The advantages of both the voltage multiplier circuit and bridge circuit are utilized in this circulating principle.
The capacitors Cd1, C2 load the voltage multiplier section and prevent ringing in the winding s1. This voltage multiplier circuit is magnetically connected in parallel with the rectifier bridge, the winding s2 thus also being loaded and the oscillations over s2 are reduced considerably.
The result will be that both good power transmission ability and the pulse width regulation facility are afforded, with the curve shapes according to FIG. 9.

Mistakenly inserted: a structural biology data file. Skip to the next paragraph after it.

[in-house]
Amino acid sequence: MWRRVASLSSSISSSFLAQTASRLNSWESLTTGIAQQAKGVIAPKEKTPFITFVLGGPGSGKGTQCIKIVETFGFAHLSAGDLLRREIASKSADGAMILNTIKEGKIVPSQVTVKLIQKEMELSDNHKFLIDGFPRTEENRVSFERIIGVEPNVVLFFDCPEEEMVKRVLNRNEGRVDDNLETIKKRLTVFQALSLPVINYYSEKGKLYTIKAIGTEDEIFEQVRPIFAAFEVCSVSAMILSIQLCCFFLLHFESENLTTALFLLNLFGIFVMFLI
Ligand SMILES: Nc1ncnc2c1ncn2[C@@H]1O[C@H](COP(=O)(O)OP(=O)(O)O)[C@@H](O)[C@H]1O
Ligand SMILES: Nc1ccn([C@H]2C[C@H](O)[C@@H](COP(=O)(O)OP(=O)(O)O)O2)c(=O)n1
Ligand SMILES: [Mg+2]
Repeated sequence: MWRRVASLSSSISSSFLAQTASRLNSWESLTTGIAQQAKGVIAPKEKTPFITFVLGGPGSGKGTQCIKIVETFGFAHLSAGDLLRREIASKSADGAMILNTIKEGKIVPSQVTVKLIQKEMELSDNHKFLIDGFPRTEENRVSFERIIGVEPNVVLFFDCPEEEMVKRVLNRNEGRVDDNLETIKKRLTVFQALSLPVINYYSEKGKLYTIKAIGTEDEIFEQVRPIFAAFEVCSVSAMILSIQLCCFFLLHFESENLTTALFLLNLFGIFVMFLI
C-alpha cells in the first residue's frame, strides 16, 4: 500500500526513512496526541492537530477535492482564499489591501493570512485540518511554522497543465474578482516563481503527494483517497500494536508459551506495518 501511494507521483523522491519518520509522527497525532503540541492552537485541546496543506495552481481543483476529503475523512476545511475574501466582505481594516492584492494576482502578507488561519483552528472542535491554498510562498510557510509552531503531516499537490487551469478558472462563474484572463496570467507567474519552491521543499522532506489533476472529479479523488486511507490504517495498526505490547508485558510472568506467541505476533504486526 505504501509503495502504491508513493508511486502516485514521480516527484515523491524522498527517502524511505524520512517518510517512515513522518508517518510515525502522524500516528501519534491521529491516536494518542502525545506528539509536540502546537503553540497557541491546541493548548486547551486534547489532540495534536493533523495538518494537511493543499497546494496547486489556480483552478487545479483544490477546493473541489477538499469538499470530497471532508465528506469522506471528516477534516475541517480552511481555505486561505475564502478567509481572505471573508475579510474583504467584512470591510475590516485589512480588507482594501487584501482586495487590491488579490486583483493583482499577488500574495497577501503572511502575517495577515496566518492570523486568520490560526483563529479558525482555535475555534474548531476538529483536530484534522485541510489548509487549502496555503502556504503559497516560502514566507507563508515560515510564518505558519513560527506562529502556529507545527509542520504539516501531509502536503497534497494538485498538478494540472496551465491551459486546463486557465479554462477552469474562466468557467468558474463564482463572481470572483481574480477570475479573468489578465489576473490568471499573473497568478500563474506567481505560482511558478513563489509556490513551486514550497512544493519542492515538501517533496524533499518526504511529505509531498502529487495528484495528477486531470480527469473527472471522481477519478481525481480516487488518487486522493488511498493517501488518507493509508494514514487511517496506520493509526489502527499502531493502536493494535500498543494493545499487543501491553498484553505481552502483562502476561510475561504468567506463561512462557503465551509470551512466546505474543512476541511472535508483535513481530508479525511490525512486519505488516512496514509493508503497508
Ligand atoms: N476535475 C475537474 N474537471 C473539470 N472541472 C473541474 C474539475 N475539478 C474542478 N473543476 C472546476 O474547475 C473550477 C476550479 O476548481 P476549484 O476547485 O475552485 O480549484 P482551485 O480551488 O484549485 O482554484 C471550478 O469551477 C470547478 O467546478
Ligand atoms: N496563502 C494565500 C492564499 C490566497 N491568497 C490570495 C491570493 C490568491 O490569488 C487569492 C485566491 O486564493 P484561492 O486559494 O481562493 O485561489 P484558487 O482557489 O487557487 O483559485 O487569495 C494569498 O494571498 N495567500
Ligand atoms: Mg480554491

When the pulse width is reduced, the voltage multiplier section will almost entirely retain the voltage across the capacitors Cd1 and Cd2, the whole of the output voltage reduction lying across the bridge section, i.e. across the capacitor Cf.
The voltage multiplier section does not necessarily need to be a doubler circuit as illustrated in FIG. 4, and it may also comprise a circuit multiplying the secondary voltage by a higher number than 2. The sole condition is that the circuit contains capacitors which are connected in parallel to the secondary winding so that the effect of the secondary winding capacitance is negligable.